The Role of death fears in obsessive–compulsive disorder

Ross G. Menzies, Rachel E. Menzies, Lisa Iverach

    Research output: Contribution to journalArticle


    Death anxiety is considered to be a basic fear that may underpin a range of psychiatric conditions. The present paper proposes that the dread of death is a central driver of most presentations of obsessive–compulsive disorder (OCD). Compulsive washers often identify chronic or fatal diseases, such as HIV, as being associated with their anxiety, and with their behavioural responses to threat cues. Avoidance of perceived toxins, poisons, heavy metals, and bodily fluids of strangers is commonplace in the condition. Similarly, compulsive checkers typically report the prevention of fire, home invasion, and the subsequent death of the self and loved ones as the driving force behind their behaviours. Even the atypical compulsive cases, which may be dominated by tapping, blinking, magical numbers, and counting sequences, usually involve a stated attempt to prevent harm or death to a loved one. Therefore, the present paper explores the role of terror management theory and experimental existential psychology in understanding death anxiety. Research evidence implicating death anxiety in OCD is presented, and two illustrative cases are described. Finally, implications for treatment and future research directions are examined. It is argued that cognitive behaviour therapy outcomes in OCD could be enhanced by the addition of procedures drawn from acceptance and commitment therapy, dignity therapy, and meaning centred therapy.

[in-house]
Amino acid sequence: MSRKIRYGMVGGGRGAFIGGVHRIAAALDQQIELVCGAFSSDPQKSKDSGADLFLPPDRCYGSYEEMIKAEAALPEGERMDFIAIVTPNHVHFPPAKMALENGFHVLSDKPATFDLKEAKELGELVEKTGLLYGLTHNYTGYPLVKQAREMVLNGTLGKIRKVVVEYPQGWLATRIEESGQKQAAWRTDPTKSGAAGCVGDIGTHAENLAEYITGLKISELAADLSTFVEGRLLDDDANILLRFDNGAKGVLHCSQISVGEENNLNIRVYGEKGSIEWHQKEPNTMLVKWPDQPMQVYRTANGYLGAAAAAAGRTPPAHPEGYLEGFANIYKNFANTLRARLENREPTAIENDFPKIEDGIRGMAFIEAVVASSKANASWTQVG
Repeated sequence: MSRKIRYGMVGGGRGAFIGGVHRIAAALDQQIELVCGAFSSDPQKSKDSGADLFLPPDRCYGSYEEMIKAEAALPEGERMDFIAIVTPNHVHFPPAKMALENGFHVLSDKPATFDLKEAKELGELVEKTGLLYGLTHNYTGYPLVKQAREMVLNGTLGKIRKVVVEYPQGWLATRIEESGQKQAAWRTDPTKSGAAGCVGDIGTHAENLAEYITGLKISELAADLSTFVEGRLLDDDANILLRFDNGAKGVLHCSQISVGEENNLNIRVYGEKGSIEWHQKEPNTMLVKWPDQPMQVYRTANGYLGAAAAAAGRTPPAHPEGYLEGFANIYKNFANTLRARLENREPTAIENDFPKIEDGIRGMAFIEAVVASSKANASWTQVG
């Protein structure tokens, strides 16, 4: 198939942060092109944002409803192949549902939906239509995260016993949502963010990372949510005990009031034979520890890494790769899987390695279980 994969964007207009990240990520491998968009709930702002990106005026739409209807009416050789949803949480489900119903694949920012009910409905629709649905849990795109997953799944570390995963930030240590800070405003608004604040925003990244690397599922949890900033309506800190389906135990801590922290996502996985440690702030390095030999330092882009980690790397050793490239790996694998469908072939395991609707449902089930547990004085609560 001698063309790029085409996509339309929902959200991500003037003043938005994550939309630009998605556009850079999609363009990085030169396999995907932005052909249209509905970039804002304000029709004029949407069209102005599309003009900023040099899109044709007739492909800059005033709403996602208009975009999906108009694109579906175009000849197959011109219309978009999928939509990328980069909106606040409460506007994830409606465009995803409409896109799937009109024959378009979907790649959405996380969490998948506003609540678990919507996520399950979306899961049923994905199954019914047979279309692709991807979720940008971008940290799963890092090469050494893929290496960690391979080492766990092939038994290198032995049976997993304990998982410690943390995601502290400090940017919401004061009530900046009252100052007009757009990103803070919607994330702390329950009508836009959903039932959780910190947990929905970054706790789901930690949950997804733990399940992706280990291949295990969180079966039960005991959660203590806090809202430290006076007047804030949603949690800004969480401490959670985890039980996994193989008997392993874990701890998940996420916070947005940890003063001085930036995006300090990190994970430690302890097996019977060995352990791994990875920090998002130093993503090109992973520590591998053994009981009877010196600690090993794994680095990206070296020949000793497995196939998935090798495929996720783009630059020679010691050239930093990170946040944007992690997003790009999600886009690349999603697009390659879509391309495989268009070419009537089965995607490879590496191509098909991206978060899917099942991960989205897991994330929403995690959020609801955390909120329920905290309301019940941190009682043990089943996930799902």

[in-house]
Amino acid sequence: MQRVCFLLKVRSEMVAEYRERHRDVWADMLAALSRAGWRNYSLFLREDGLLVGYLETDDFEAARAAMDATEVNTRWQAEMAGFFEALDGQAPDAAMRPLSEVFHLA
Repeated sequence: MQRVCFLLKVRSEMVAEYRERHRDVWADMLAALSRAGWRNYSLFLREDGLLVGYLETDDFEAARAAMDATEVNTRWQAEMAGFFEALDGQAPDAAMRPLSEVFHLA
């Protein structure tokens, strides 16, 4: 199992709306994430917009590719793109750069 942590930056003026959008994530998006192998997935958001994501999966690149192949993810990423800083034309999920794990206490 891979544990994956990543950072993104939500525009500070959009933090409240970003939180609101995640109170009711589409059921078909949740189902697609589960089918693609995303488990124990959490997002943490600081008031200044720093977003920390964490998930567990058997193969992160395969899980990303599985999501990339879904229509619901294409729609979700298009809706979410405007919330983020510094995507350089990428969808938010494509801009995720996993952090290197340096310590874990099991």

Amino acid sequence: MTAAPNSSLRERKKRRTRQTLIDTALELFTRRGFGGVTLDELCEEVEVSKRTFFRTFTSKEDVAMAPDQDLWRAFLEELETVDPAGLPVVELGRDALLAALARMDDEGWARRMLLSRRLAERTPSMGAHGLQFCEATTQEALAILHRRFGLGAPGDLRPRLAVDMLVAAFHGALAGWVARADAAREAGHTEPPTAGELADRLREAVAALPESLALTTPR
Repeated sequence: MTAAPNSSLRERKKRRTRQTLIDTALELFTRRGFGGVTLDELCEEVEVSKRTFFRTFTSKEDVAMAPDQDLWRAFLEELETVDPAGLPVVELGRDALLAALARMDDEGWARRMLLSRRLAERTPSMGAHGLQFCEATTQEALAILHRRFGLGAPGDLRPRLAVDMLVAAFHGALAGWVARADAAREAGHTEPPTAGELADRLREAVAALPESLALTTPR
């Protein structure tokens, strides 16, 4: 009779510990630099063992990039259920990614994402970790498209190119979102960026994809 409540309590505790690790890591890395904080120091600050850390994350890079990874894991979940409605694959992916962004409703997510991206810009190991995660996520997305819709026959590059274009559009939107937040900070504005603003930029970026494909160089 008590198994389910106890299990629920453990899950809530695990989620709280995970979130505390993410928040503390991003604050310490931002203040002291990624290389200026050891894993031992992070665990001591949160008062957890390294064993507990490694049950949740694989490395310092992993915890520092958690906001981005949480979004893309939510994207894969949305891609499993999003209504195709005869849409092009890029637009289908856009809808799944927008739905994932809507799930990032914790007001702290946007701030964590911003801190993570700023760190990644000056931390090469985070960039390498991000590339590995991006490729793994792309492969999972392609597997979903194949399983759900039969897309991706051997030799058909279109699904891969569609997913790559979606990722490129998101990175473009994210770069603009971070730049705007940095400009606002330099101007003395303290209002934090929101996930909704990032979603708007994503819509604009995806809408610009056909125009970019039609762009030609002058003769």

Original languageEnglish
    Pages (from-to)6-11
    Number of pages6
    JournalAustralian clinical psychologist
    Issue number1
    Publication statusPublished - 2015


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